Technically, this deliberate delay is to prevent attacks like the "Linearization attack" (there are other attacks and reasons as well).
To illustrate the attack, consider a program (without this
deliberate delay), which checks an entered serial to see whether it
matches the correct serial, which in this case happens to be
"xyba". For efficiency, the programmer decided to check one
character at a time and to exit as soon as an incorrect character is
found, before beginning the lengths are also checked.
The correct serial length will take longer to process than an incorrect serial length. Even better (for attacker), a serial number
that has the first character correct will take longer than any that
has an incorrect first character. The successive steps in waiting time
is because each time there's one more loop, comparison to go through
on correct input.
- So, attacker can select a four-character string and that the string beginning with x takes the most time. (by guess work)
- Attacker can then fix character as x and vary the second character, in which case they will find that y takes the longest.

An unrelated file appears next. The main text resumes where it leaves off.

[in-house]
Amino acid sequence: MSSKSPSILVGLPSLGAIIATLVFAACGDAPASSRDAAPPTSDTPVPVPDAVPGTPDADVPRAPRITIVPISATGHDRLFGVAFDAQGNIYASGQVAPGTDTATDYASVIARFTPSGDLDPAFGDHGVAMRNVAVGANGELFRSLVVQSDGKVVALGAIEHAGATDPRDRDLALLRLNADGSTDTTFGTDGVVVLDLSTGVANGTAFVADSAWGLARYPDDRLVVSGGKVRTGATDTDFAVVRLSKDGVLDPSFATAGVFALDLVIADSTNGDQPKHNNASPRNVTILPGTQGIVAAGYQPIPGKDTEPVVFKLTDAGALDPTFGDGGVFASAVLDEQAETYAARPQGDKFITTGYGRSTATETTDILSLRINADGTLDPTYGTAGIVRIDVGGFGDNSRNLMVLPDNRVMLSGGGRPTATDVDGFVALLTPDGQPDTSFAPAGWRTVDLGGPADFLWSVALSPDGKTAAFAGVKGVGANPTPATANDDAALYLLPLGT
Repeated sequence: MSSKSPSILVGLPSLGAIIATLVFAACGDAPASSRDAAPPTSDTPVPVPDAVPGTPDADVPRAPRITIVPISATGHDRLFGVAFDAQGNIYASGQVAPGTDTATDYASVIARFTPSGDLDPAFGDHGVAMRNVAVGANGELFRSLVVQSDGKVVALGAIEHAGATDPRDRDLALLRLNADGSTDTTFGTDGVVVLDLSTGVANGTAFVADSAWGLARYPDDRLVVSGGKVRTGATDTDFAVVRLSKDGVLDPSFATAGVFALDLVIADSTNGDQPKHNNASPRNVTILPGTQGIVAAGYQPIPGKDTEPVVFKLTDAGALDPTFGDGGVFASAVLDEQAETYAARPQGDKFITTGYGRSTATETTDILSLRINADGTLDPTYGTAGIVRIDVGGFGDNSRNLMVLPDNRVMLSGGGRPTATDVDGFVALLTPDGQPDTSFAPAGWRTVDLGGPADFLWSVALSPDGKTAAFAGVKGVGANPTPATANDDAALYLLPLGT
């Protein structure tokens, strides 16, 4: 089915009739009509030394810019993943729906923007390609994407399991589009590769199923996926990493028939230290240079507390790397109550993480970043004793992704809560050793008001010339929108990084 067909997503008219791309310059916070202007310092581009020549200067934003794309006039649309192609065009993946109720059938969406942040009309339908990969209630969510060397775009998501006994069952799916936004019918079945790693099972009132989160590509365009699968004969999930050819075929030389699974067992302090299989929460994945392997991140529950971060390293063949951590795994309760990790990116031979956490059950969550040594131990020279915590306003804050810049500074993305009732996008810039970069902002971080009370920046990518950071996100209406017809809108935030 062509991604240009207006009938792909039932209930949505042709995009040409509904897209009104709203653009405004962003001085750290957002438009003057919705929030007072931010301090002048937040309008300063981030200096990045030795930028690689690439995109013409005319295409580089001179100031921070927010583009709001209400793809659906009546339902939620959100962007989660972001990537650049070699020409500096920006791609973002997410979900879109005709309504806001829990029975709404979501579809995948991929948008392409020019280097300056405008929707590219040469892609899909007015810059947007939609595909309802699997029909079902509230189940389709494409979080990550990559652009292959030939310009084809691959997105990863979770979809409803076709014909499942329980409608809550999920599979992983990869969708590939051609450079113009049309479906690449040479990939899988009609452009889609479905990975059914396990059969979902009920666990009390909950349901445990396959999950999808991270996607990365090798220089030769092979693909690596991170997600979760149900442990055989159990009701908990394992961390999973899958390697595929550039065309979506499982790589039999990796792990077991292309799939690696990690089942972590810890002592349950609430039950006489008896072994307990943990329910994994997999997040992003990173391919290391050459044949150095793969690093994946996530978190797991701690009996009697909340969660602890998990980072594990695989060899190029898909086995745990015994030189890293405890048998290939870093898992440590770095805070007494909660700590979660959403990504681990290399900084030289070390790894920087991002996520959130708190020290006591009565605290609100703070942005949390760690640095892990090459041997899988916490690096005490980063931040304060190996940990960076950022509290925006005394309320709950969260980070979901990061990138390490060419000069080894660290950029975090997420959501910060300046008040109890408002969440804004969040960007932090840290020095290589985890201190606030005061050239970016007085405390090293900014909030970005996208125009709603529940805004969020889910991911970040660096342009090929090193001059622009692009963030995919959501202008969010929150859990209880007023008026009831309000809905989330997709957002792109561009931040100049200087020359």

- Attacker can then fix the first two characters as xy and vary the third character, in which case they will find that b takes the
- Attacker can then fix the first three character as xyb and vary the fourth character,in which case they will find that a takes the
Hence, the attackers can recover the serial one character at a time.
Linearization.docx, sample output
The serial number is four characters long ans each character has 128
possible values. Then there are 1284 = 228 =
268,435,456 possible serials. If attacker must randomly guess
complete serial numbers, she would guess the serial number in about
227 = 134,217,728 tries, which is an enormous amount of work. On the other hand, by using the linearization attack above, an
average of only 128/2 = 64 guesses are required for each letter, for a
total expected work of about 4 * 64 = 28 = 256 guesses,
which is a trivial amount of work.
Much of the written martial is adapted from this (taken from Mark Stamp's "Information Security: Principles and Practice"). Also the calculations above do not take into account the amount of guesswork needed to to figure out the correct serial length.